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The Tulpehaking Nature Center will feature an exhibit that is a celebration of winter and water. Through photographs and interactive activities, “The Quiet Months: An Exploration of Winter,” opening Dec. 4, takes a look at the special properties of water that make winter unique; how plants and animals survive the frigid season; and how we all can enjoy the marvels of nature in winter.

The exhibit will feature the work of regional photographers with images from near and far — from the Abbott Marshlands and Delaware River in Trenton to ice fields in Iceland. The photographs illustrate how water freezes creating varied textures and patterns, and show the beauty found by those who take the time to look.

“Ice in Ocean”: Photo credit Bennett Povlow
“Ice in Ocean”: Photo credit Bennett Povlow

While seemingly quiet on the surface, the story of winter involves a flurry of activity and strategies by the plants and animals that must brave the cold environment. Winter magic begins with the unusual properties of water. Frozen water (ice) floats; frozen water expands; frozen water may form frost, snow or ice. Some plants and animals have developed adaptations that include forming “antifreeze” that prevents damage to cell membranes, building up layers of fat or growing a thicker fur, or moving to moderate climates. The latter may be “vertical”’ migration — a turtle digs into the mud at the bottom of a pond and skunks and bats hibernate in trees; or migration may occur over extraordinary distances — songbirds to South America or of butterflies and dragonflies over the Gulf of Mexico.

“Trenton Makes Bridge”: Photo credit Jonathan Michalik
“Trenton Makes Bridge”: Photo credit Jonathan Michalik

“The Quiet Months: An Exploration of Winter” opens Dec. 4 and runs until March 30. On Jan. 10, there will be a free winter walk from 1 to 2:30 p.m., meeting at the nature center, followed by a reception to meet photographers from 2:30 to 4 p.m. with hot chocolate, coffee and tea to warm up fingers from the cold. The exhibit and winter walk are sponsored by the Friends for the Abbott Marshlands. Bring your camera!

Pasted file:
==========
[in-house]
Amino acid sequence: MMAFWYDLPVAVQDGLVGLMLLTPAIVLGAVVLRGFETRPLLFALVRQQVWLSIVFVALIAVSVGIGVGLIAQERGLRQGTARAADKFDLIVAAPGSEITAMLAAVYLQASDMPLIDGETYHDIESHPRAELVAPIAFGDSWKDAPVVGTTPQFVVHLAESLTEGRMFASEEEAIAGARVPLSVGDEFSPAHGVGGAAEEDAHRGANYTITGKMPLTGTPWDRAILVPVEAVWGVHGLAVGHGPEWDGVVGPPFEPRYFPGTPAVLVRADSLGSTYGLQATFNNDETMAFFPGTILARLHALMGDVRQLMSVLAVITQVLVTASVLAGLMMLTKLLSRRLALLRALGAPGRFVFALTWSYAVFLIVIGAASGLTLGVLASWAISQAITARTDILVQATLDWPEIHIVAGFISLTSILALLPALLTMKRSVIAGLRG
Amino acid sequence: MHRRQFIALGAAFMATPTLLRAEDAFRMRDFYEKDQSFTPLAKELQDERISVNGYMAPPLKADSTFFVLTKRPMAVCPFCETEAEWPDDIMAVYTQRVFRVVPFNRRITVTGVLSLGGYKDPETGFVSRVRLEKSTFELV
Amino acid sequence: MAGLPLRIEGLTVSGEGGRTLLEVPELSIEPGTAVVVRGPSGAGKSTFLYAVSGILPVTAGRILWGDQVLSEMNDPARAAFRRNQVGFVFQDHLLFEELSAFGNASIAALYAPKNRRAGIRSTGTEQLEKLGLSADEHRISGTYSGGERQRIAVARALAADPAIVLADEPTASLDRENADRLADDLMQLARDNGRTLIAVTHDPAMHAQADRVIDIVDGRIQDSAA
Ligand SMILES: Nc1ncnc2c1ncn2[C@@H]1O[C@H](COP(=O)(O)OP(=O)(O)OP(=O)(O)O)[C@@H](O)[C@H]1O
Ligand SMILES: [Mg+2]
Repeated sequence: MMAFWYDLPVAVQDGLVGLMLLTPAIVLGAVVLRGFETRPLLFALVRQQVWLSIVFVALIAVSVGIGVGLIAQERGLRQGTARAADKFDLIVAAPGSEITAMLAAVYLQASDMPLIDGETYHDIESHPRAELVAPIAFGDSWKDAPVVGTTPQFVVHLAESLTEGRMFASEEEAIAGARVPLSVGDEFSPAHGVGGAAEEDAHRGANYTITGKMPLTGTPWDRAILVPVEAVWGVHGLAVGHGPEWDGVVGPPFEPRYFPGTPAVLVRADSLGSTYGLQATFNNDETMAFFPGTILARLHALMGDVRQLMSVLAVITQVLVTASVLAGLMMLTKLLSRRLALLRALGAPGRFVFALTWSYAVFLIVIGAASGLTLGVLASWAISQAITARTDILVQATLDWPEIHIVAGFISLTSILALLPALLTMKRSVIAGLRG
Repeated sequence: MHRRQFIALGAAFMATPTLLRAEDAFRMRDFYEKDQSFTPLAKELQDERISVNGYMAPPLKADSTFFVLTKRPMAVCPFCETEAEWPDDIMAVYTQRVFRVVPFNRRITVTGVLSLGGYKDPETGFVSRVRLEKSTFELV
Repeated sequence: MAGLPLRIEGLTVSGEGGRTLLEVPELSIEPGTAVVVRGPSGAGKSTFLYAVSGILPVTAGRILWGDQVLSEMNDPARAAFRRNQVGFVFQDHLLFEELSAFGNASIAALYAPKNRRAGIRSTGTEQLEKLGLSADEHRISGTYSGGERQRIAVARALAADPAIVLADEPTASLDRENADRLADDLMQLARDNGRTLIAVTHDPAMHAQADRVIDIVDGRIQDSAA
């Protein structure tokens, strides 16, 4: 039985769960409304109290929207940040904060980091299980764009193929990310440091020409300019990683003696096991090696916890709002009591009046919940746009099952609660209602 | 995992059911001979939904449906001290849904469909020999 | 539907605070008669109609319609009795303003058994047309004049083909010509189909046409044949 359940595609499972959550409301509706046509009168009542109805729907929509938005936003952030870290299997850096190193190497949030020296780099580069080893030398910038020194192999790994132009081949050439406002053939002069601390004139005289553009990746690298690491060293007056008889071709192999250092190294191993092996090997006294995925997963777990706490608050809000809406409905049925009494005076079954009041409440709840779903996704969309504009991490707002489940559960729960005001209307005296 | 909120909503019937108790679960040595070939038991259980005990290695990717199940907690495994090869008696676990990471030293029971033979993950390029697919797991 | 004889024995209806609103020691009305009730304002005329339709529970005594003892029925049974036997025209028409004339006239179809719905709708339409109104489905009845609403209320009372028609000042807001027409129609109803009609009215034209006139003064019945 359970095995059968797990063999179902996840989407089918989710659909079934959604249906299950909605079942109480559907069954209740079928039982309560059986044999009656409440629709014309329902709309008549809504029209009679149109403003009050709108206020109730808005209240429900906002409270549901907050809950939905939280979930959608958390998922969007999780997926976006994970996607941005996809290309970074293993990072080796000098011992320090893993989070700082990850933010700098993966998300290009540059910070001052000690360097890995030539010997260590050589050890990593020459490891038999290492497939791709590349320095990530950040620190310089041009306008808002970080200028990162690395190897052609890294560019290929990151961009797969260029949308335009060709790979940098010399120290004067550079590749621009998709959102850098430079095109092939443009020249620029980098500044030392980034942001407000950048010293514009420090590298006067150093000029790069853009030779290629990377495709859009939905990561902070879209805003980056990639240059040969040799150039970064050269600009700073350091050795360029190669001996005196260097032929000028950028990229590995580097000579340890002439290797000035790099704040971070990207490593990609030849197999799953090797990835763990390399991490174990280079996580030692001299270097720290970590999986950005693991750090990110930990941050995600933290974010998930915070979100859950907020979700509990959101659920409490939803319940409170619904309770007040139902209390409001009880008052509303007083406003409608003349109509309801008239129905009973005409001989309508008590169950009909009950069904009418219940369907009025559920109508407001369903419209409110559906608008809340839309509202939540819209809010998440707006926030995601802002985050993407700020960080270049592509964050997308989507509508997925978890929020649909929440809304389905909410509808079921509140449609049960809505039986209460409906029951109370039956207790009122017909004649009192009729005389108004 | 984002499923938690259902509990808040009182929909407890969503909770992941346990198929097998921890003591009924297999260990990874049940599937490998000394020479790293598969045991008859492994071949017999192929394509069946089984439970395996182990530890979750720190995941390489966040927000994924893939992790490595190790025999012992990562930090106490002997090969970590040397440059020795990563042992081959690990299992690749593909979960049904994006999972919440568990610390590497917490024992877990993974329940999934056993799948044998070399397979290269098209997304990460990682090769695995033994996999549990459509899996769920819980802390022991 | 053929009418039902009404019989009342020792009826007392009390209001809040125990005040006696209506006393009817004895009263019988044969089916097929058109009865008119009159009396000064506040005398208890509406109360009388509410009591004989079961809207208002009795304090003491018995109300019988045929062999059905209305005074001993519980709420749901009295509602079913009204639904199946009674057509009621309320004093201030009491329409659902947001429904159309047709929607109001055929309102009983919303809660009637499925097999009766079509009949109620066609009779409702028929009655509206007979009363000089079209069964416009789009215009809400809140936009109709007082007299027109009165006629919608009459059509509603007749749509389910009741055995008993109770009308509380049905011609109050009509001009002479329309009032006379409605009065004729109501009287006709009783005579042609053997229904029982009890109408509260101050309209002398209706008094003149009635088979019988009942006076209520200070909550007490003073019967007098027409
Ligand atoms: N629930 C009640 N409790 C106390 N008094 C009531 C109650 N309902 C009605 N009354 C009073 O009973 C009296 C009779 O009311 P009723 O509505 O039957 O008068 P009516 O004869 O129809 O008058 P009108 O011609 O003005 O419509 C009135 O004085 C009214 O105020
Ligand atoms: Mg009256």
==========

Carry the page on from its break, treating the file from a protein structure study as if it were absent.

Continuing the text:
The Tulpehaking Nature Center is located at 157 Westcott Ave. in Hamilton. It is open Fridays and Saturdays from 10 a.m. to 4 p.m. and Sundays from noon to 4 p.m.

The nature center provides programs and exhibits that encourage visitors to explore and discover the many cultural, historic and natural resources of the Abbott Marshlands. It is owned by the County of Mercer and operated by the Mercer County Park Commission. For more information about the nature center, programs and schedule of events, go to www.mercercountyparks.org.

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Mary Galioto
Mary Galioto is the founder, publisher and editor of MercerMe. Originally from Brooklyn, Mary has progressively moved deeper and deeper into New Jersey, settling in the heart of the state: Mercer County. Formerly the author of an embarrassingly informal blog, Mary is a lifelong writer and asker of questions and was even mentioned, albeit briefly, in the New York Times and Washington Post. She holds a bachelor’s degree in English from SUNY Binghamton and a Juris Doctorate from Seton Hall Law School. In her free time, Mary fills her life with excessive self-reflection, creative endeavors, and photographing mushrooms. Mary also works as the PR Coordinator at the Hopewell Valley Arts Council, serves on the volunteer Board of Trustees of the Lawrence Hopewell Trail (LHT), holds a seat on the Hopewell Borough Board of Health, and is a member of the Hopewell Valley Municipal Alliance.

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